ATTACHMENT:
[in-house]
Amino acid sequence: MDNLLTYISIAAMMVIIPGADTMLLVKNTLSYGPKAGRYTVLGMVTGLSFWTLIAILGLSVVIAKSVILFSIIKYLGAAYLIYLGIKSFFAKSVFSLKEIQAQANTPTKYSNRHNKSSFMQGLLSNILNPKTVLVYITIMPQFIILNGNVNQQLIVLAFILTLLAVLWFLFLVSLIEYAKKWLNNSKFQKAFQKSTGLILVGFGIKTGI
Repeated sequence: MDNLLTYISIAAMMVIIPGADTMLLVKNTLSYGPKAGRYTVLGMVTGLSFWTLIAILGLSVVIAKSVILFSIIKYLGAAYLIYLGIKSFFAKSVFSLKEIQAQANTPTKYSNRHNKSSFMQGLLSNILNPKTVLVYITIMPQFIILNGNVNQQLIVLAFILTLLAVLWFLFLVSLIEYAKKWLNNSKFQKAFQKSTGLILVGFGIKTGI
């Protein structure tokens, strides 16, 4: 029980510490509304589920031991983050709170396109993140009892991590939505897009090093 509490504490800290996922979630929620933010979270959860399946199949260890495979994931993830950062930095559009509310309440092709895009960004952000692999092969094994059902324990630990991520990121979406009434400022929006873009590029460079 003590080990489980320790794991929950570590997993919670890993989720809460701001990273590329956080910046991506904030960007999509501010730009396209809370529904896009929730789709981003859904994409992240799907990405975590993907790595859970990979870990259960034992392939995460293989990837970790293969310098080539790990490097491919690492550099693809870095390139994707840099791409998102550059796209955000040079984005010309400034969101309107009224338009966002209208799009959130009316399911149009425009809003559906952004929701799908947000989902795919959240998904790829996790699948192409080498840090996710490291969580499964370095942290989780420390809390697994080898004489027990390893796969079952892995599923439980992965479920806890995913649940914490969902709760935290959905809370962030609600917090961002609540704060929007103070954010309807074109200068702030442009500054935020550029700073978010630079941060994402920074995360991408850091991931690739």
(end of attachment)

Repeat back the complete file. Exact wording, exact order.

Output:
[in-house]
Amino acid sequence: MDNLLTYISIAAMMVIIPGADTMLLVKNTLSYGPKAGRYTVLGMVTGLSFWTLIAILGLSVVIAKSVILFSIIKYLGAAYLIYLGIKSFFAKSVFSLKEIQAQANTPTKYSNRHNKSSFMQGLLSNILNPKTVLVYITIMPQFIILNGNVNQQLIVLAFILTLLAVLWFLFLVSLIEYAKKWLNNSKFQKAFQKSTGLILVGFGIKTGI
Repeated sequence: MDNLLTYISIAAMMVIIPGADTMLLVKNTLSYGPKAGRYTVLGMVTGLSFWTLIAILGLSVVIAKSVILFSIIKYLGAAYLIYLGIKSFFAKSVFSLKEIQAQANTPTKYSNRHNKSSFMQGLLSNILNPKTVLVYITIMPQFIILNGNVNQQLIVLAFILTLLAVLWFLFLVSLIEYAKKWLNNSKFQKAFQKSTGLILVGFGIKTGI
């Protein structure tokens, strides 16, 4: 029980510490509304589920031991983050709170396109993140009892991590939505897009090093 509490504490800290996922979630929620933010979270959860399946199949260890495979994931993830950062930095559009509310309440092709895009960004952000692999092969094994059902324990630990991520990121979406009434400022929006873009590029460079 003590080990489980320790794991929950570590997993919670890993989720809460701001990273590329956080910046991506904030960007999509501010730009396209809370529904896009929730789709981003859904994409992240799907990405975590993907790595859970990979870990259960034992392939995460293989990837970790293969310098080539790990490097491919690492550099693809870095390139994707840099791409998102550059796209955000040079984005010309400034969101309107009224338009966002209208799009959130009316399911149009425009809003559906952004929701799908947000989902795919959240998904790829996790699948192409080498840090996710490291969580499964370095942290989780420390809390697994080898004489027990390893796969079952892995599923439980992965479920806890995913649940914490969902709760935290959905809370962030609600917090961002609540704060929007103070954010309807074109200068702030442009500054935020550029700073978010630079941060994402920074995360991408850091991931690739």